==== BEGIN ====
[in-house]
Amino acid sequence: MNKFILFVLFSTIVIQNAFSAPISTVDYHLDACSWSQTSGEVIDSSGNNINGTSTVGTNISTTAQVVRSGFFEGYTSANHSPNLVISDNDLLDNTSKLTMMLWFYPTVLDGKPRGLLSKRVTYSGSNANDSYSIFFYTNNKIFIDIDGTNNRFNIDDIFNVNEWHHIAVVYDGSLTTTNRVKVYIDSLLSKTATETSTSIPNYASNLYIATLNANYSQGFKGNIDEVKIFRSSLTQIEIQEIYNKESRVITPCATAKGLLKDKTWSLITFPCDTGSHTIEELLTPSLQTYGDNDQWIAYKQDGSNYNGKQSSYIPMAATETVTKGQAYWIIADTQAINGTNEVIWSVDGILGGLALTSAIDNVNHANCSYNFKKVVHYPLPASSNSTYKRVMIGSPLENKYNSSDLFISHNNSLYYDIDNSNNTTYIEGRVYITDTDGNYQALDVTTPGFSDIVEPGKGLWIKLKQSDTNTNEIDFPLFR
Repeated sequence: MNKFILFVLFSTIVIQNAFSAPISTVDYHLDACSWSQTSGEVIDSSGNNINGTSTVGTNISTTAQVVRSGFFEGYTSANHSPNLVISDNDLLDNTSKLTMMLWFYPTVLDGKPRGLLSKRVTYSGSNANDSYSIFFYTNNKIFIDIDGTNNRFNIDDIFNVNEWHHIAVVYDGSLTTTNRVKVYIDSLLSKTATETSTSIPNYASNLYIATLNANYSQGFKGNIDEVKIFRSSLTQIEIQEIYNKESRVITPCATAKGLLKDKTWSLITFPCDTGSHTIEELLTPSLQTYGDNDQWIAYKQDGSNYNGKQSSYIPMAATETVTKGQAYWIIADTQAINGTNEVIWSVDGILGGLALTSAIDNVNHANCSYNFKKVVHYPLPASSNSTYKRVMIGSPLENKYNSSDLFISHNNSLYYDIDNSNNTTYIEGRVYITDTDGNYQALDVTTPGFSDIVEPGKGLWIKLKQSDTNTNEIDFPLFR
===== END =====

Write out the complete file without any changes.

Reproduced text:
[in-house]
Amino acid sequence: MNKFILFVLFSTIVIQNAFSAPISTVDYHLDACSWSQTSGEVIDSSGNNINGTSTVGTNISTTAQVVRSGFFEGYTSANHSPNLVISDNDLLDNTSKLTMMLWFYPTVLDGKPRGLLSKRVTYSGSNANDSYSIFFYTNNKIFIDIDGTNNRFNIDDIFNVNEWHHIAVVYDGSLTTTNRVKVYIDSLLSKTATETSTSIPNYASNLYIATLNANYSQGFKGNIDEVKIFRSSLTQIEIQEIYNKESRVITPCATAKGLLKDKTWSLITFPCDTGSHTIEELLTPSLQTYGDNDQWIAYKQDGSNYNGKQSSYIPMAATETVTKGQAYWIIADTQAINGTNEVIWSVDGILGGLALTSAIDNVNHANCSYNFKKVVHYPLPASSNSTYKRVMIGSPLENKYNSSDLFISHNNSLYYDIDNSNNTTYIEGRVYITDTDGNYQALDVTTPGFSDIVEPGKGLWIKLKQSDTNTNEIDFPLFR
Repeated sequence: MNKFILFVLFSTIVIQNAFSAPISTVDYHLDACSWSQTSGEVIDSSGNNINGTSTVGTNISTTAQVVRSGFFEGYTSANHSPNLVISDNDLLDNTSKLTMMLWFYPTVLDGKPRGLLSKRVTYSGSNANDSYSIFFYTNNKIFIDIDGTNNRFNIDDIFNVNEWHHIAVVYDGSLTTTNRVKVYIDSLLSKTATETSTSIPNYASNLYIATLNANYSQGFKGNIDEVKIFRSSLTQIEIQEIYNKESRVITPCATAKGLLKDKTWSLITFPCDTGSHTIEELLTPSLQTYGDNDQWIAYKQDGSNYNGKQSSYIPMAATETVTKGQAYWIIADTQAINGTNEVIWSVDGILGGLALTSAIDNVNHANCSYNFKKVVHYPLPASSNSTYKRVMIGSPLENKYNSSDLFISHNNSLYYDIDNSNNTTYIEGRVYITDTDGNYQALDVTTPGFSDIVEPGKGLWIKLKQSDTNTNEIDFPLFR